The exceptions are:

  1. tire cables with high strength steel cross member rollers 0.415″ or greater in diameter, which can be used on all commercial vehicles except single drive axle combinations; and
  2. on a tandem power drive axle commercial vehicle, where any type of cable can be used only if there are chains on the two outside tires of one of the power drive axles and cables on two or more tires of the other power drive axle.

 

Colorado Chain Law Levels

There are two levels for chain laws in Colorado—Level 1/Code 17 and Level 2/Code 18—and each level has specific conditions in which it can be implemented.

Chain Law Level 1/Code 17:
All single-drive axle combination commercial vehicles must chain all four drive wheels; cables are not permitted as ATDs. All other commercial vehicles must have snow tires or chains.

Level 1/Code 17 may be implemented any time there is snow covering any part of the traveled portion of pavement on an ascending grade.

Chain Law Level 2/Code 18:
All commercial vehicles must chain up. Single drive axle combination and tandem drive axle commercial vehicles must chain four drive wheels.

Auto-transports must comply to the extent possible without causing damage to hydraulic lines. Buses must chain two drive wheels to be DOT compliant.

Level 2/Code 18 may be implemented any time there is snow covering the entire traveled portion of pavement on an ascending grade, or when driving conditions dictate that this level is necessary to protect safety and to minimize road closures.

Be sure to review our complete guide on extreme weather and regulations affecting drivers this season.


DOT Training

All fleets need to conduct proper and thorough pre and post trip inspections, which consists of implementing quality:

  • driver training that is ongoing and consistent
  • driver education, and
  • driver awareness of current and changing traffic laws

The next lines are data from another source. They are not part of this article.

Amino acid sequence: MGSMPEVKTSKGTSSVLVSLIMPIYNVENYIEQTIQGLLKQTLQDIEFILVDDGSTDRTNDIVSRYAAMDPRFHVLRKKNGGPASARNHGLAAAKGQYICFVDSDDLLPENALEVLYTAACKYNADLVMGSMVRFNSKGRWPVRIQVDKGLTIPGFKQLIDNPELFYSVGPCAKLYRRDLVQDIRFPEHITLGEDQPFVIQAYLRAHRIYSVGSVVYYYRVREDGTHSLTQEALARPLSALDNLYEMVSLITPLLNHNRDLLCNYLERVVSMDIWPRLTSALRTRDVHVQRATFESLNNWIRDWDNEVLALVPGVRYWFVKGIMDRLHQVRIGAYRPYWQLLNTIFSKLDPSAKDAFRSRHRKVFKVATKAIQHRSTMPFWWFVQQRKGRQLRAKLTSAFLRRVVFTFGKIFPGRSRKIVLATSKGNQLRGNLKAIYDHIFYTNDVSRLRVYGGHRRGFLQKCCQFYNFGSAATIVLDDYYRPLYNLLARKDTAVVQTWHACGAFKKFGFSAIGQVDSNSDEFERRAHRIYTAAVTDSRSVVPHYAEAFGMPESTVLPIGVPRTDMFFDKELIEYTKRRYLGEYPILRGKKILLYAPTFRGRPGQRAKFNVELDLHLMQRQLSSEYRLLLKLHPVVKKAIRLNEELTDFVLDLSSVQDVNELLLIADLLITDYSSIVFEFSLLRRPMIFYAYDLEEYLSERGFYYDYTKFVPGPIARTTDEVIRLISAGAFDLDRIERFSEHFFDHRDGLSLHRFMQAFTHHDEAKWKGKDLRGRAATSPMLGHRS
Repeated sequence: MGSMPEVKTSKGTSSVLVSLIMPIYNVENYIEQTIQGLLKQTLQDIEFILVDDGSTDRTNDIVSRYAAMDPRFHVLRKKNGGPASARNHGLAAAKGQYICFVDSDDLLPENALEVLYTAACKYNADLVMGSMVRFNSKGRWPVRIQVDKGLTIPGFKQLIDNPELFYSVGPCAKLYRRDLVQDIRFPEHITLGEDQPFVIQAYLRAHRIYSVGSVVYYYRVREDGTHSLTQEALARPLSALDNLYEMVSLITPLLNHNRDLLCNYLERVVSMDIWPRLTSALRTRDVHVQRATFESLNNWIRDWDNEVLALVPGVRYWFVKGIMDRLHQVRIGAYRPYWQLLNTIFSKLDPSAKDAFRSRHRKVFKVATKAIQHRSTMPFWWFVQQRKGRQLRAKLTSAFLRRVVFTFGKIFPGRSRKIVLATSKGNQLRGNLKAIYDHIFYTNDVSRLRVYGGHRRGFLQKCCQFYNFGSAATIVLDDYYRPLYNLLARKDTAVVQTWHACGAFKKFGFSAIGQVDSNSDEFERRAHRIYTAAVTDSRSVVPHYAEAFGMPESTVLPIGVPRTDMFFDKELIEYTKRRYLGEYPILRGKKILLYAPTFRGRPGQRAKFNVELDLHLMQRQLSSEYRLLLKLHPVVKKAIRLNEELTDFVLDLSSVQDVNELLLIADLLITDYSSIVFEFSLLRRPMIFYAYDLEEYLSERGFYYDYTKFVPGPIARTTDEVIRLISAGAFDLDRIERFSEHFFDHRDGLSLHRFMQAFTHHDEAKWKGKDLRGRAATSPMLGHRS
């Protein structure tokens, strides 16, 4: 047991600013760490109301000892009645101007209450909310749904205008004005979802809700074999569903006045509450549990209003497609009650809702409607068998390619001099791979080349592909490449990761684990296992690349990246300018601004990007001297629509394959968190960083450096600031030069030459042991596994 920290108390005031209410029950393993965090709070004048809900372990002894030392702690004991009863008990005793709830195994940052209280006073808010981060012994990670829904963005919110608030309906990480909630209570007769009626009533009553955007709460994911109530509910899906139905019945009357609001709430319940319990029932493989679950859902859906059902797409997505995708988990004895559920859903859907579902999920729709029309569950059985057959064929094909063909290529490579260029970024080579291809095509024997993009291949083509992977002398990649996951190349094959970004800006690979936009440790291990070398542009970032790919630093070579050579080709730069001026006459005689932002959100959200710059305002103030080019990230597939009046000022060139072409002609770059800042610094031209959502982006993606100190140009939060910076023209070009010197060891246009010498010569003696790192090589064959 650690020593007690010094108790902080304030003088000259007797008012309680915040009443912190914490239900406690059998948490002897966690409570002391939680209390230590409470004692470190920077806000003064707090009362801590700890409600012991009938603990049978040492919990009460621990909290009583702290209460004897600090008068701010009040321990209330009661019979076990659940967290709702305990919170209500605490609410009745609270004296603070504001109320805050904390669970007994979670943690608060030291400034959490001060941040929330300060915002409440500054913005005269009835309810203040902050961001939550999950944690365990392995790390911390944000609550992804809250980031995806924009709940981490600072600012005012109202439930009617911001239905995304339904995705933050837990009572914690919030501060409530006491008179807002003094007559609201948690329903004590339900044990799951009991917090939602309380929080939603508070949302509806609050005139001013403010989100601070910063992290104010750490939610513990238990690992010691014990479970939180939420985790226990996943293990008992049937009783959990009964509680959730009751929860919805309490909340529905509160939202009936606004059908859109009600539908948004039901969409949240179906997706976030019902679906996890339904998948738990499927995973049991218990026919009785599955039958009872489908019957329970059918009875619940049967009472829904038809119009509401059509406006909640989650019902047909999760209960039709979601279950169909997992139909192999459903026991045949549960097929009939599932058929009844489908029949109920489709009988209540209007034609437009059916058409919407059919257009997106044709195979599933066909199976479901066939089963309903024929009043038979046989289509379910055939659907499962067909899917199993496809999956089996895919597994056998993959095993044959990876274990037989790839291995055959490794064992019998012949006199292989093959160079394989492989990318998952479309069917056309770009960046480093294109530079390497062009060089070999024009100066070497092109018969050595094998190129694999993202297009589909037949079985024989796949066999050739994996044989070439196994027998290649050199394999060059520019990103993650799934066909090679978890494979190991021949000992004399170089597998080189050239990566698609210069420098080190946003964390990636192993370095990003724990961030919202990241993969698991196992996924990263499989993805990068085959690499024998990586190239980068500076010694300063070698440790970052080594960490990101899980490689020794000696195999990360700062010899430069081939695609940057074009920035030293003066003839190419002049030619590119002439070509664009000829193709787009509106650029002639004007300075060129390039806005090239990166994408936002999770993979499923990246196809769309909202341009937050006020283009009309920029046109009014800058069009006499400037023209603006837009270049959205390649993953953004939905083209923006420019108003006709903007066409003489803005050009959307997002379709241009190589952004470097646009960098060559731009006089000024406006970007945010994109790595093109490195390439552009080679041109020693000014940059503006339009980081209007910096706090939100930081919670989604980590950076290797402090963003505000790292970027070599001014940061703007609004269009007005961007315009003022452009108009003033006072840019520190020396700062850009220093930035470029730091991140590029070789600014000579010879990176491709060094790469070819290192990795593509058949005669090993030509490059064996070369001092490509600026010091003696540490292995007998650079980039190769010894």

All of this will help prevent being targeted by the DOT at roadside inspections and is a valuable resource to ensure a healthy fleet, and compliant safety practices.

Our DOT trainers offer a variety of in-person or online training courses tailored to the specific needs or weaknesses of your company.

For more information, contact us at 888.260.9448 or info@cnsprotects.com.

How Truck Drivers Can Optimize Fuel Efficiency

How Truck Drivers Can Optimize Fuel Efficiency

According to the American Trucking Association, drivers who practice fuel-efficient driving techniques use about 35% less fuel than those who do not.

Typically, fuel is the largest operating costs in a trucking company and the average truck today can consume more than 20,000 gallons of fuel a year, costing more than $70,000.

Multiply this by the number of vehicles in a fleet and you can grasp the importance of fuel efficiency for your employer.

Beyond using aerodynamic kits, saving fuel is not that difficult and slight modifications can help you achieve greater efficiency.

The secret of good fuel economy requires overcoming:

  • Rolling resistance
  • Air drag
  • Gravitational pull, and
  • Unintentional wastefulness

Below are proven techniques that drivers have used to improve fuel efficiency. Whatever kinds of loads you haul and wherever you normally travel, these fuel saving techniques will help you reduce the amount of fuel you burn.

 

Overcoming Air Drag

Air drag is the result of forces pushing back against the vehicle as it passes through the air and depends on speed, frontal area exposure, and external vehicle shape.

Air resistance is the most significant contributor to vehicle power requirements, especially over the speed of 50 mph.

Minimizing the height of the load will save fuel by reducing the air drag on the vehicle. Most tractor trailers have roof mounts that deflect airflow over the highest point at the front of the trailer load.